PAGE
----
What was your inspiration, what drove you on in the tough days?
I didn’t have too many dark times, I tried to be as positive as I could. It’s not in my nature to be negative. Maybe for one day I might have said, ‘why me?’, but, you know, those questions lead to nothing. In life we all have experiences, good and bad. And sometimes I think you learn more from the bad ones. Ideally, I’d wish I wouldn’t have had to go through it. But I have had to get through. I’ve learnt a lot, met some wonderful people, and hopefully it will improve me in the future. It’s my aim to use this experience to my benefit.
Has the experience changed you in any way?
Yeah, I think it has. I think mentally, people who have struggled through something and strived to achieve something, have an edge over people who have had everything done for them or who’ve experienced everything going their way. You learn a lot from the difficult situations in life, and I’ve learnt a lot. There were days when I’d struggle to do an exercise, or when my knee would be really sore, and I’d just think about the times when I was trying to bend my knee just five degrees – they were big victories along the way, and that inspired me and spurred me on. You could see the progression that I was making and I tried to use that as motivation.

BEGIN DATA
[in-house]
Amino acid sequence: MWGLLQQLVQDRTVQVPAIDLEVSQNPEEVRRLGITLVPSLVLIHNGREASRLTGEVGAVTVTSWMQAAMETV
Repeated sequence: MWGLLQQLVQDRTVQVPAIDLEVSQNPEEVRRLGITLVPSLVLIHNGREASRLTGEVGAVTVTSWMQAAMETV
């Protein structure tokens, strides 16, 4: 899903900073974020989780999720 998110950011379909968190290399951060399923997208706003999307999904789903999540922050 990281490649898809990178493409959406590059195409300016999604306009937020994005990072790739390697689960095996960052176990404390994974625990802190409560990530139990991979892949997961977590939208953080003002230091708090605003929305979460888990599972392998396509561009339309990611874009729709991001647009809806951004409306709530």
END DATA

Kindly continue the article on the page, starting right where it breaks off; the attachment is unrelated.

How did you fill your time between training? Did you pick up any new hobbies?
Just before I left England I bought about ten DVDs expecting that I’d have all this free time… I didn’t watch one of them! I was just so focused on my rehab, all I did was eat, sleep and train. I read a few books, but I was just totally consumed with what I had to do. You would have thought you’d have all this spare time – I didn’t have any! I was training at every opportunity. That was all I had time for.